Overview

  • How to use Angular lazy loading to split features to modules and load them only when needed.

  • The lazy-loaded SchedulerModule displays the Angular Scheduler component.

  • The initial bundle size is reduced to the necessary minimum.

  • See also other tips for improving the load time.

  • The Angular project includes a trial version of DayPilot Pro for JavaScript (see License below).

License

Licensed for testing and evaluation purposes. Please see the license agreement included in the sample project. You can use the source code of the tutorial if you are a licensed user of DayPilot Pro for JavaScript. Buy a license.

Angular Application Size and Loading Time

angular scheduler single bundle build

By default, Angular will produce one bundle that includes all dependencies and it will load it during the application startup. That means your users will have to wait until everything is loaded. It will work fine for small applications but for larger projects it will be necessary to apply a code splitting strategy that will reduce the initial loading time.

The bundle size can grow quickly, especially if you use third party libraries like DayPilot. DayPilot itself adds about 870 KB to the JavaScript bundle.

Depending on your Angular version, you may also see a warning or error like this:

Error: initial exceeded maximum budget. Budget 1.00 MB was not met by 94.98 kB with a total of 1.09 MB.

The main purpose of the error message is to warn you about the initial bundle size. On desktop machines running intranet applications, even a few megabytes won’t be a problem. However, on mobile devices with slow connection the loading time may become noticeable. In order to minimize the startup time, it’s a good idea to review optimization options and apply them if they are easily accessible.

How to Enable Route-Based Lazy Loading in Angular

Angular provides a solution - it lets you split the code into several modules that will be loaded when needed. That will let you keep the initial bundle size small and load the additional modules (with their dependencies) only when necessary. The following steps explain how to enable code splitting using Angular lazy-loaded modules.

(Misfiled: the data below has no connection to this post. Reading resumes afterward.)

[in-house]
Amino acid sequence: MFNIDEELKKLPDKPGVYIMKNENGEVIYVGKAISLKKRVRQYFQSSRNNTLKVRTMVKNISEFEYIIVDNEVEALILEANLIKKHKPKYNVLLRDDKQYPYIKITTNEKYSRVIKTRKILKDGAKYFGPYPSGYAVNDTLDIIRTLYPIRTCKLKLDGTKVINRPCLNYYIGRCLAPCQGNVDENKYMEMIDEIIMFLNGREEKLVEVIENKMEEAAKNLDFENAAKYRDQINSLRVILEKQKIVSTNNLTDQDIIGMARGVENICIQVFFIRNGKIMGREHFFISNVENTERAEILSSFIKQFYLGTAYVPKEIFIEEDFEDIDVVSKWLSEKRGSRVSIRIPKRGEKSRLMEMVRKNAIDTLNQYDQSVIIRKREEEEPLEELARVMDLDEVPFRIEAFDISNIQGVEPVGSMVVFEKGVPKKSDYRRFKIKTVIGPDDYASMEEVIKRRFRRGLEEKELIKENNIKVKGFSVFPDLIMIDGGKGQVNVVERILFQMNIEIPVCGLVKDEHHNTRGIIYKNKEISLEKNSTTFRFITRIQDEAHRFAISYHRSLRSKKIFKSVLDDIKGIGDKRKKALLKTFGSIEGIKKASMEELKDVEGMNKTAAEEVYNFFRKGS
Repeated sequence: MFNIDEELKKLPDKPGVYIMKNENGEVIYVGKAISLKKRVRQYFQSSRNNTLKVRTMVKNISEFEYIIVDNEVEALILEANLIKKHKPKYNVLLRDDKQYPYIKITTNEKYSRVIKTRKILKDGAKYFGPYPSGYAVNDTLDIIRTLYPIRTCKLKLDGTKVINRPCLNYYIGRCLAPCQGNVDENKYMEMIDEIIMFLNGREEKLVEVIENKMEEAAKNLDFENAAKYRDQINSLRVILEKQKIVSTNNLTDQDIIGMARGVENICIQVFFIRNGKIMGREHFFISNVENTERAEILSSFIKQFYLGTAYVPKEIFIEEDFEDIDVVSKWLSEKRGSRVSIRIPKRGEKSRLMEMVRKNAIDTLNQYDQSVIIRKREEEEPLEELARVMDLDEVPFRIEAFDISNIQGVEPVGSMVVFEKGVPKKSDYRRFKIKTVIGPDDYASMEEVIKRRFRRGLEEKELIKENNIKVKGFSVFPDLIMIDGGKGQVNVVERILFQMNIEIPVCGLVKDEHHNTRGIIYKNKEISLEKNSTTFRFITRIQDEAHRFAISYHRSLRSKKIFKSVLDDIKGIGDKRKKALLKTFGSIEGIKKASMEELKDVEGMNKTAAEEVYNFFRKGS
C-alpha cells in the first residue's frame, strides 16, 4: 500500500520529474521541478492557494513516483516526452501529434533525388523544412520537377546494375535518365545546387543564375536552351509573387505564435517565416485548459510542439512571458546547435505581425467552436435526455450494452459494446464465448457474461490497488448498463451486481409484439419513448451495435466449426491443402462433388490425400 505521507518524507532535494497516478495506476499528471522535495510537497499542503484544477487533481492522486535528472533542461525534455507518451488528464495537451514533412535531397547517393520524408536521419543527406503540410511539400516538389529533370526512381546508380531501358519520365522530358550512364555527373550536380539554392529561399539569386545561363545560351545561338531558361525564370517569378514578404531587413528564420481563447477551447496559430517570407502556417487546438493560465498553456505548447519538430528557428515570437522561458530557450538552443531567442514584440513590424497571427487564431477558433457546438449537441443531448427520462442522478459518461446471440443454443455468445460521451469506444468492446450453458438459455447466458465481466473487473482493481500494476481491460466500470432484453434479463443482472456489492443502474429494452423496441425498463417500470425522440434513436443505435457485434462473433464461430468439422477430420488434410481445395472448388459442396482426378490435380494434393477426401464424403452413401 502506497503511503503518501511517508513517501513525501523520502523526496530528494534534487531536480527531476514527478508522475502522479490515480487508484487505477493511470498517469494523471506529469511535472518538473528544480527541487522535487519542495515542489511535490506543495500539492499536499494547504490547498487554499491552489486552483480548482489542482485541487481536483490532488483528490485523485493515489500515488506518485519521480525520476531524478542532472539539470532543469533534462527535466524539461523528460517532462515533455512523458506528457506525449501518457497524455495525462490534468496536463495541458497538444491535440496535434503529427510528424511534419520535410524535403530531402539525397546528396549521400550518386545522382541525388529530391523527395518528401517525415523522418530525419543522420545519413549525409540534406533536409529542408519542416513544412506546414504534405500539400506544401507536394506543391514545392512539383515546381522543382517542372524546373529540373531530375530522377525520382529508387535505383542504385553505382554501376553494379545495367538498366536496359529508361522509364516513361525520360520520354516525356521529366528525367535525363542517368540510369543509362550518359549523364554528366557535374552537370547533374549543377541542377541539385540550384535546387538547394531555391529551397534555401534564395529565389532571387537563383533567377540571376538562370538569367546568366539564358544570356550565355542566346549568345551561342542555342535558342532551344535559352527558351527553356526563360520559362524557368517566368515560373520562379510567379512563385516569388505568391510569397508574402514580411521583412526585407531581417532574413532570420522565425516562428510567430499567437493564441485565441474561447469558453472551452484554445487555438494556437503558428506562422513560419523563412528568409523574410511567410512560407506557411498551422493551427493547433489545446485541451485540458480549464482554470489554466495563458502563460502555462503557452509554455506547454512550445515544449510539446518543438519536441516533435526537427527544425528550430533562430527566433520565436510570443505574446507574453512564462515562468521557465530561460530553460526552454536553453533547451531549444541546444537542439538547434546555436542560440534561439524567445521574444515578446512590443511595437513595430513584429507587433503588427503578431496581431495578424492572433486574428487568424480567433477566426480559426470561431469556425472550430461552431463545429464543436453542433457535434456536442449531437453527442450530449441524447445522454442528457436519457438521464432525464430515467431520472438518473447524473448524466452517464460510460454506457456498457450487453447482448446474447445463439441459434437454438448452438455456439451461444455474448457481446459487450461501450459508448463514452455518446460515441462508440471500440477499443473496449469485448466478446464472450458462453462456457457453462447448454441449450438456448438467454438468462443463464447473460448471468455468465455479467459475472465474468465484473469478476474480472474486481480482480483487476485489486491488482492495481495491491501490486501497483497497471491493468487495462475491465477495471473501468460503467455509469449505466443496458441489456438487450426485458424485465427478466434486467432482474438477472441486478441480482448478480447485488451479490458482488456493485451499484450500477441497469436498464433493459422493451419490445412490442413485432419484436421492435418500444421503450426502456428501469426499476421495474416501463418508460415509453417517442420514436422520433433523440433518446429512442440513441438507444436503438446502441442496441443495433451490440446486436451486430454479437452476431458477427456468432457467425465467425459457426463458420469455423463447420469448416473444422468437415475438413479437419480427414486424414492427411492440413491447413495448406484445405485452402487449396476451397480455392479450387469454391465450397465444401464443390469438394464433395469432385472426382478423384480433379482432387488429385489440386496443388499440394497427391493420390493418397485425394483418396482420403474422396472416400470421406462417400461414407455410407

1. How to Enable Routing in Your Angular Application

When creating your Angular application, use the —routing parameter to enable routing.

ng new angular-scheduler-lazy-loading --routing

The generated application will include an app-routing.module.ts file that looks like this:

import { NgModule } from '@angular/core';
import { RouterModule, Routes } from '@angular/router';

const routes: Routes = [];

@NgModule({
  imports: [RouterModule.forRoot(routes)],
  exports: [RouterModule]
})
export class AppRoutingModule { }

If you want to add routing to your existing Angular application, you can also create this file manually. Don’t forget to add AppRoutingModule to the imports section of your main AppModule in that case.

2. How to Add Lazy-Loaded Modules

In this step, we will add a new module with the Angular Scheduler. This SchedulerModule will handle the /scheduler route and display the Angular Scheduler component. The module will be lazy-loaded when this route is activated in the browser.

You can use Angular CLI to generate the module and add it to the routes:

ng generate module scheduler --route scheduler --module app.module

The updated app-routing.module.ts looks like this:

import { NgModule } from '@angular/core';
import { RouterModule, Routes } from '@angular/router';

const routes: Routes = [{ path: 'scheduler', loadChildren: () => import('./scheduler/scheduler.module').then(m => m.SchedulerModule) }];

@NgModule({
  imports: [RouterModule.forRoot(routes)],
  exports: [RouterModule]
})
export class AppRoutingModule { }

The module (scheduler/scheduler-routing.module.ts) includes its own child routing logic that will instruct Angular which component to display: